Close to Home:
When my older brother, Bobby, was fifteen-years-old, he wore a retainer. Upon receiving it, there were lectures from my parents about crooked teeth and the value of a dollar which he heeded for the most part, accept on one occasion; that day the rather expensive little appliance that should have been put back safely in his mouth was discarded along with his lunch bag and forgotten. When my mother picked us up from school that afternoon, she questioned him about it and then, oh no, he remembered. So they walked back to the cafeteria and were told that the trash had already been emptied to which my mother replied, “Where?” and they were lead to the large gray dumpster in the school parking lot.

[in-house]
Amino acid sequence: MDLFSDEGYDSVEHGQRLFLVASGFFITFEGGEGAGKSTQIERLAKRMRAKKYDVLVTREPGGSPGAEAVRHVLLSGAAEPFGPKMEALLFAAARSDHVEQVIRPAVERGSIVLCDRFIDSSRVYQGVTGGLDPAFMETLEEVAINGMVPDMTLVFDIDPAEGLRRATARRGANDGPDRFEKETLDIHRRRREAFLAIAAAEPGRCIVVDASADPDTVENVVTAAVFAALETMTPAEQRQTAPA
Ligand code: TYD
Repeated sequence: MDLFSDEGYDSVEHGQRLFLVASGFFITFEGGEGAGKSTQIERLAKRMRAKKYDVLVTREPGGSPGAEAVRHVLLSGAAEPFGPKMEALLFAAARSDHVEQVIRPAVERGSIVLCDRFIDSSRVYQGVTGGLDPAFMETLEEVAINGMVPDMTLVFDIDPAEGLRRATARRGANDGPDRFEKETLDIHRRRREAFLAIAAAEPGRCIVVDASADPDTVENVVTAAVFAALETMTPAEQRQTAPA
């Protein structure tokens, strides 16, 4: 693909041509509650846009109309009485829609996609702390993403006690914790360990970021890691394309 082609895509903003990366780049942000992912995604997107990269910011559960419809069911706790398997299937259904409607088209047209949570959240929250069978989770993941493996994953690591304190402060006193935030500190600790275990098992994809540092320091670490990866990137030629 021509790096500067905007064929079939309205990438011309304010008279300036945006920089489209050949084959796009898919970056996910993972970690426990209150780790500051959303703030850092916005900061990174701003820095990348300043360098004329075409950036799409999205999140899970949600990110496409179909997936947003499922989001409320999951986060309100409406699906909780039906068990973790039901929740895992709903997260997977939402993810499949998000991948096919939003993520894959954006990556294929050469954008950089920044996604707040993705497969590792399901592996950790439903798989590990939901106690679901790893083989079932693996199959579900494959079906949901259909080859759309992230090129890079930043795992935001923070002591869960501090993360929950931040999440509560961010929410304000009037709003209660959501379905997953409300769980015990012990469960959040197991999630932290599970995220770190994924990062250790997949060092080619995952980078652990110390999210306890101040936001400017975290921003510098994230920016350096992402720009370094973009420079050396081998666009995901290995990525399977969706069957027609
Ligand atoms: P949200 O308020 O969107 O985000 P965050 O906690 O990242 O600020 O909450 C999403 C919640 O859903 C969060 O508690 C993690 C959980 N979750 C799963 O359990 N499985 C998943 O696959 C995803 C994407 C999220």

“Well,” mom said to Bobby matter-of- factly, “let’s get started.” My brother’s face then contorted into an expression of horror, realizing all of a sudden her ingenious plan. “I have to get in there!?” he whined, pointing ahead to the sour smelling pile of refuse containing sights and textures he didn’t want to look at, much less wade through. “It was pretty gross,” mom remembers, when asked to tell me the story again from her perspective, “but there was no way we were going to pay for a brand new retainer when I knew that a perfectly good one was hiding somewhere within all that garbage.” Fully understanding he had no leverage with which to bargain, Bobby took a deep breath and joined our mother in foraging through food scraps and brown paper bags for a napkin containing the dental apparatus they’d hoped would be discovered sooner, much sooner, rather than later.